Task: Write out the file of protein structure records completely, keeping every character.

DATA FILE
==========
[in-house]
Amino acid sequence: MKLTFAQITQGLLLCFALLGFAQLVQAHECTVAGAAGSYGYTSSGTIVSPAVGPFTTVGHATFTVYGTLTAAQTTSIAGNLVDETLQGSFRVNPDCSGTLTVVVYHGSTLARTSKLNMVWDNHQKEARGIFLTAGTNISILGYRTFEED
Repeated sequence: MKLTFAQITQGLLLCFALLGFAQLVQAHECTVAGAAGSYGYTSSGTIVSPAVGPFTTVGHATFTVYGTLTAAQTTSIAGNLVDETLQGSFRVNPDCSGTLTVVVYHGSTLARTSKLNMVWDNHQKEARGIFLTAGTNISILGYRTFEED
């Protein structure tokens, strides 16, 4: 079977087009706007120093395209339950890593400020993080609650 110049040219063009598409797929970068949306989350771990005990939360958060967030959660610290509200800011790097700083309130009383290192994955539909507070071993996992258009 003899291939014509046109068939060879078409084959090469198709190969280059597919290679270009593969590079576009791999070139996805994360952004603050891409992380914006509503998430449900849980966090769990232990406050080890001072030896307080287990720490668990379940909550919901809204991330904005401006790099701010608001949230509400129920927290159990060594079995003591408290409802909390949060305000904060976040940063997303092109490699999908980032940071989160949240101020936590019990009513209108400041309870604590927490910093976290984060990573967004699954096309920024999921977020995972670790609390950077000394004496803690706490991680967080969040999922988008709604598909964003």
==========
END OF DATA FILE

[in-house]
Amino acid sequence: MKLTFAQITQGLLLCFALLGFAQLVQAHECTVAGAAGSYGYTSSGTIVSPAVGPFTTVGHATFTVYGTLTAAQTTSIAGNLVDETLQGSFRVNPDCSGTLTVVVYHGSTLARTSKLNMVWDNHQKEARGIFLTAGTNISILGYRTFEED
Repeated sequence: MKLTFAQITQGLLLCFALLGFAQLVQAHECTVAGAAGSYGYTSSGTIVSPAVGPFTTVGHATFTVYGTLTAAQTTSIAGNLVDETLQGSFRVNPDCSGTLTVVVYHGSTLARTSKLNMVWDNHQKEARGIFLTAGTNISILGYRTFEED
């Protein structure tokens, strides 16, 4: 079977087009706007120093395209339950890593400020993080609650 110049040219063009598409797929970068949306989350771990005990939360958060967030959660610290509200800011790097700083309130009383290192994955539909507070071993996992258009 003899291939014509046109068939060879078409084959090469198709190969280059597919290679270009593969590079576009791999070139996805994360952004603050891409992380914006509503998430449900849980966090769990232990406050080890001072030896307080287990720490668990379940909550919901809204991330904005401006790099701010608001949230509400129920927290159990060594079995003591408290409802909390949060305000904060976040940063997303092109490699999908980032940071989160949240101020936590019990009513209108400041309870604590927490910093976290984060990573967004699954096309920024999921977020995972670790609390950077000394004496803690706490991680967080969040999922988008709604598909964003």